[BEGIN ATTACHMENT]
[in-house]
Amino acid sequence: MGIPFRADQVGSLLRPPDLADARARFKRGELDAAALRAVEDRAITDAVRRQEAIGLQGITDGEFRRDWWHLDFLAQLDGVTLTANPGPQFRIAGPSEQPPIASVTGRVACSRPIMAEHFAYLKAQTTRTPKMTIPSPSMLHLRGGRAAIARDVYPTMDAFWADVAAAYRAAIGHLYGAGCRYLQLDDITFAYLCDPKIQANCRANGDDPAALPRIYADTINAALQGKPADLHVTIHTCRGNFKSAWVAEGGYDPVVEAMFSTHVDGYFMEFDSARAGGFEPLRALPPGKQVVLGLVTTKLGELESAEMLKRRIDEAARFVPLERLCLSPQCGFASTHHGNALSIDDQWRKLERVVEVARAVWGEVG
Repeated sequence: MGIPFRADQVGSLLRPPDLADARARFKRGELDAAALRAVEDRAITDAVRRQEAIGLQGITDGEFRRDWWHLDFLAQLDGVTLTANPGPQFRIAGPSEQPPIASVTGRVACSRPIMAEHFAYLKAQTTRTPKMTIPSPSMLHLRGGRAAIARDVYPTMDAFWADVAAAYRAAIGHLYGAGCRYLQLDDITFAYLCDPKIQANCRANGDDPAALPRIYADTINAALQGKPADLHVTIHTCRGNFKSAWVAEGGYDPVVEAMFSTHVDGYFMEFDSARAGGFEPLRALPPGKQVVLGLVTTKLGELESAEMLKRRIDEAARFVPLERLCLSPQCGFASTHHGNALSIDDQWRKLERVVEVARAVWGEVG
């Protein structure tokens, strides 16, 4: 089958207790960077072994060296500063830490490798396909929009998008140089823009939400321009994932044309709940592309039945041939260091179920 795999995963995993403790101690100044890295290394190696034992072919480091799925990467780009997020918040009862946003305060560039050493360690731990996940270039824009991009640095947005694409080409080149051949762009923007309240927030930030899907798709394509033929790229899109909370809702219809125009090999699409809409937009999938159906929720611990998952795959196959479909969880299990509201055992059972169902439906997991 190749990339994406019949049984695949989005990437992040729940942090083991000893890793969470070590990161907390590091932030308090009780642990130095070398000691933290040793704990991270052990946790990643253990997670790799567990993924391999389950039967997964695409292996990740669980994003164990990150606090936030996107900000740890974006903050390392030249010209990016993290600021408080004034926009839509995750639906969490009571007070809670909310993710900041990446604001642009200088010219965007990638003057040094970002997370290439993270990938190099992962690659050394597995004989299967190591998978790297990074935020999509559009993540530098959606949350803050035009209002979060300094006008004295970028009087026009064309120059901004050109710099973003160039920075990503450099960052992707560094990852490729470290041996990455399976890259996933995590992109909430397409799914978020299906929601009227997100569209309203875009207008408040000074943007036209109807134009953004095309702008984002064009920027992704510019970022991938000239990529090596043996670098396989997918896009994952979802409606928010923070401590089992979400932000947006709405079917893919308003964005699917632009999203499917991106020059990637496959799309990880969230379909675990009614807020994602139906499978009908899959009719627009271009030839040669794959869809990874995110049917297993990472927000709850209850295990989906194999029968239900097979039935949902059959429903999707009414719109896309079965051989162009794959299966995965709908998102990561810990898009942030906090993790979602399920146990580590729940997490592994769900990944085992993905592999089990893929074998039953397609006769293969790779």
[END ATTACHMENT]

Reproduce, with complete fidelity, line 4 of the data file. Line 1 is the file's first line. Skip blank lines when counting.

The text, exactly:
């Protein structure tokens, strides 16, 4: 089958207790960077072994060296500063830490490798396909929009998008140089823009939400321009994932044309709940592309039945041939260091179920 795999995963995993403790101690100044890295290394190696034992072919480091799925990467780009997020918040009862946003305060560039050493360690731990996940270039824009991009640095947005694409080409080149051949762009923007309240927030930030899907798709394509033929790229899109909370809702219809125009090999699409809409937009999938159906929720611990998952795959196959479909969880299990509201055992059972169902439906997991 190749990339994406019949049984695949989005990437992040729940942090083991000893890793969470070590990161907390590091932030308090009780642990130095070398000691933290040793704990991270052990946790990643253990997670790799567990993924391999389950039967997964695409292996990740669980994003164990990150606090936030996107900000740890974006903050390392030249010209990016993290600021408080004034926009839509995750639906969490009571007070809670909310993710900041990446604001642009200088010219965007990638003057040094970002997370290439993270990938190099992962690659050394597995004989299967190591998978790297990074935020999509559009993540530098959606949350803050035009209002979060300094006008004295970028009087026009064309120059901004050109710099973003160039920075990503450099960052992707560094990852490729470290041996990455399976890259996933995590992109909430397409799914978020299906929601009227997100569209309203875009207008408040000074943007036209109807134009953004095309702008984002064009920027992704510019970022991938000239990529090596043996670098396989997918896009994952979802409606928010923070401590089992979400932000947006709405079917893919308003964005699917632009999203499917991106020059990637496959799309990880969230379909675990009614807020994602139906499978009908899959009719627009271009030839040669794959869809990874995110049917297993990472927000709850209850295990989906194999029968239900097979039935949902059959429903999707009414719109896309079965051989162009794959299966995965709908998102990561810990898009942030906090993790979602399920146990580590729940997490592994769900990944085992993905592999089990893929074998039953397609006769293969790779």